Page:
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Internal Computer Storage Types – Pros and Cons

By ·Categories: Tech Explained·Published On: April 27th, 2022·4.9 min read·

The number of internal computer storage types has grown significantly over the years. It wasn’t that long ago when the only storage decision you had to make was how much capacity you needed. The amount of data you can put on your storage medium of choice is still an important factor, but it’s far from the only one.

Internal Computer Storage Types

Below we’ve broken down the most common internal computer storage types and listed a few pros and cons for each. The right choice for your project will include a combination of factors, but this high level overview should help.

HDDs

HDD stands for hard disk drive, which are sometimes still called “platter” drives. They consist of spinning disks, coated with a thin magnetic film, onto which data is written and read from. Most personal computers used HDDs until the 2000s, when solid state drives, or SSDs, began growing in popularity.

HDD Line Drawing

  • Pros
    • Lower cost per GB than SSDs
    • Available in high capacities
  • Cons
    • Physically larger than SSDs
    • Moving parts vulnerable to damage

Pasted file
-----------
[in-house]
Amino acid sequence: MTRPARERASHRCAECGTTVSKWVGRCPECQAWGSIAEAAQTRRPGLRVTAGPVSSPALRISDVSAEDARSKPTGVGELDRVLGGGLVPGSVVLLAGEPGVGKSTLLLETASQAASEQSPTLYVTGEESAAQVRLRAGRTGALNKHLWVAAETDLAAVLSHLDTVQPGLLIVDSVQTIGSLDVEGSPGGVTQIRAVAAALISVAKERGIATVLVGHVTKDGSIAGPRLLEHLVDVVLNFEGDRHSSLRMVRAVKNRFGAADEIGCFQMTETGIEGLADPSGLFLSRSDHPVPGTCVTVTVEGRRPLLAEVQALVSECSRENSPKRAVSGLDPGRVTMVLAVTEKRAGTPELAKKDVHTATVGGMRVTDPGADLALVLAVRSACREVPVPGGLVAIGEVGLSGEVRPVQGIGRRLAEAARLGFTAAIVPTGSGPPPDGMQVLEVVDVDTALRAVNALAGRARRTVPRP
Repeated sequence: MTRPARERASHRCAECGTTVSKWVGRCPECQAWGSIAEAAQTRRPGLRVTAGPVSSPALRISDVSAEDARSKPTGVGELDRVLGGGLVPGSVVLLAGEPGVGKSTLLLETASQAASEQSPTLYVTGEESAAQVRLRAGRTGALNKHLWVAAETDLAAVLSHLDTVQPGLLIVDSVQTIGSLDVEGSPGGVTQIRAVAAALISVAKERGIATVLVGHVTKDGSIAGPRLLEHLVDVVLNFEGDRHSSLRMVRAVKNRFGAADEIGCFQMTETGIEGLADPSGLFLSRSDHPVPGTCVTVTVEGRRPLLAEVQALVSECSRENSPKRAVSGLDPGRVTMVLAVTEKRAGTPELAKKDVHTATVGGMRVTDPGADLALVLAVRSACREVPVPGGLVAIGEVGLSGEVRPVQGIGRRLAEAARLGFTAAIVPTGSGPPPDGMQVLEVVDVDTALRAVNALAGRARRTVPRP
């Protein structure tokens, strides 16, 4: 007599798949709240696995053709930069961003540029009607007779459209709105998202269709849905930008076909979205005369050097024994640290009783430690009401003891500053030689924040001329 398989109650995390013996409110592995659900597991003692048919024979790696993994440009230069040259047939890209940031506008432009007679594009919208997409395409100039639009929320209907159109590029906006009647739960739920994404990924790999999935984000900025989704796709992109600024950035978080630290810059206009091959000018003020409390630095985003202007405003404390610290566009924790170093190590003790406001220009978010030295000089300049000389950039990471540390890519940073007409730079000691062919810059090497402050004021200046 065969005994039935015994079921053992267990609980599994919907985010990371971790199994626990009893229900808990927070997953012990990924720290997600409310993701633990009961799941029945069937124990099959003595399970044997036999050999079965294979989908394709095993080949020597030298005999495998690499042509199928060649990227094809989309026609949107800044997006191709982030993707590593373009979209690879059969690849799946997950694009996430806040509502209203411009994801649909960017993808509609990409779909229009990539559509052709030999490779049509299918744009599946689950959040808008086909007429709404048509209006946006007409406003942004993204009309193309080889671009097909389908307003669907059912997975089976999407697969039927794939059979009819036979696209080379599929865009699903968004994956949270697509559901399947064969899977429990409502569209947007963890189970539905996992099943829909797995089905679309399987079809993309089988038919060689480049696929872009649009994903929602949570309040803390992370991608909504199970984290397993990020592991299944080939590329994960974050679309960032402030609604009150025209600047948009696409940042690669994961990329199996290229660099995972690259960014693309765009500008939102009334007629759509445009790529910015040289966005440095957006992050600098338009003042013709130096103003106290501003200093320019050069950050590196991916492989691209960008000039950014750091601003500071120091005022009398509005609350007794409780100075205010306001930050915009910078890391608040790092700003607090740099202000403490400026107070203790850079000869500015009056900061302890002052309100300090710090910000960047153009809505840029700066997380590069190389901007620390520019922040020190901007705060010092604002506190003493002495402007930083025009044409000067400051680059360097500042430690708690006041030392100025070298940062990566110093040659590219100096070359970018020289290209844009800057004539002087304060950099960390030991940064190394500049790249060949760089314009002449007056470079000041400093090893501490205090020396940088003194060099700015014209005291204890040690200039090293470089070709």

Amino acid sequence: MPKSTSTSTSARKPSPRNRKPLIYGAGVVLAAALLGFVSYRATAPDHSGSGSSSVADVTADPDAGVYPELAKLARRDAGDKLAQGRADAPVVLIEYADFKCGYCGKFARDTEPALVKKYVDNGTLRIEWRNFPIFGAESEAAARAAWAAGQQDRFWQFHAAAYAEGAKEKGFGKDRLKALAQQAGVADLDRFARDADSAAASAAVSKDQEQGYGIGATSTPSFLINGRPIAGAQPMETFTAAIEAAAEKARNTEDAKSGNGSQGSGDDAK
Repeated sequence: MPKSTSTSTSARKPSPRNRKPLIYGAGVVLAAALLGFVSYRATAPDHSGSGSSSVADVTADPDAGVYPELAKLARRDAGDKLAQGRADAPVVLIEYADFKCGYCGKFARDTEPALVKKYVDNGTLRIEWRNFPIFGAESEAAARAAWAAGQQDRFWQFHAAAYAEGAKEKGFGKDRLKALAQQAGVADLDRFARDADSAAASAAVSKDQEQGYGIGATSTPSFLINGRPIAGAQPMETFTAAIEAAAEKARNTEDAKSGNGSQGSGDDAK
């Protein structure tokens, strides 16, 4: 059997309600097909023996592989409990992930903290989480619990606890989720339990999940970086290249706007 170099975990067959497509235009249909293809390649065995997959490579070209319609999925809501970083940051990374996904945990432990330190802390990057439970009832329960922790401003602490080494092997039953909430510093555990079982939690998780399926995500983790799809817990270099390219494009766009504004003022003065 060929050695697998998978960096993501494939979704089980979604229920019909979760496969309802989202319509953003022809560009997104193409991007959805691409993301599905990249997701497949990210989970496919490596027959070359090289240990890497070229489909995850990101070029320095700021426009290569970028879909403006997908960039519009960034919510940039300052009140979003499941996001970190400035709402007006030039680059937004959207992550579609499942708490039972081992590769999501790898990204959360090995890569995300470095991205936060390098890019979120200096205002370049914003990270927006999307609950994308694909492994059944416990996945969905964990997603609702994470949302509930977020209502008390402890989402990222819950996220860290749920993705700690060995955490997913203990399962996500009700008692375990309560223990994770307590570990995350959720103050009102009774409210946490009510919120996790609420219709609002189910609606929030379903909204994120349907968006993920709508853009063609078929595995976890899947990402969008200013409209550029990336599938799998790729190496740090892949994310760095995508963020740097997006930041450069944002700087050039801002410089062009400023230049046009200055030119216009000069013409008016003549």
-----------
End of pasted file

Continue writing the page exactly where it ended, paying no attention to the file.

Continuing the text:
• Require cabling for data and power
    • Require more power than SSDs
    • Poor random access latency

SATA SSDs

When compared with the other solid state options, Serial-ATA, or SATA SSDs most closely resemble their hard disk counterparts. SATA SSDs, also sometimes called 2.5-inch SSDs, provide three to four times the read/write speeds of HDDs and use the same interface. Check out our full blog post and video comparing HDDs and SSDs.

Line drawing of a SATA SSD

  • Pros
    • Faster than HDDs
  • Cons
    • Slower than other SSDs
    • Require cabling for data and power

It’s important to note that 2.5″ drives, both HDD and SSD, are available in differing heights. This can be especially important if you’re planning to use them in hot swap bays. Check out our blog about hot swap bays and hard drive height to learn more.

mSATA SSDs

Mini-SATA, or mSATA SSDs are smaller than their standard SATA SSD counterparts. With no external enclosure, mSATA SSDs fit more easily into compact devices and offer similar performance and specifications to SATA SSDs, but typically have lower storage capacity. mSATA drives share a form factor and connector with Mini-PCIe cards.

Line drawing of an mSATA SSD

  • Pros
    • Faster than HDDs
    • Smaller than SATA SSDs
    • No cables required
  • Cons
    • Typically lower capacity than SATA SSDs
    • Slower than other SSDs
    • Capacity limited to 1TB

eMMC Storage

Memory cards, also called Multi Media Card (MMC) storage, are found in a wide range of electronics. They were the precursor to Secure Digital (SD) storage, which is most commonly found in digital cameras and cell phones. Embedded MMC (eMMC) directly affixes the MMC storage to the system’s motherboard. eMMC is a popular storage option for mobile and other compact devices that prioritize space savings and value.

A line drawing of eMMC storage

  • Pros
    • Smallest of the commonly available storage options
    • Low cost
    • No cables required
  • Cons
    • Low capacity
    • Slower than other SSDs
    • Not replaceable or upgradeable
    • Not reliable in environments with unstable power

M.2 SSDs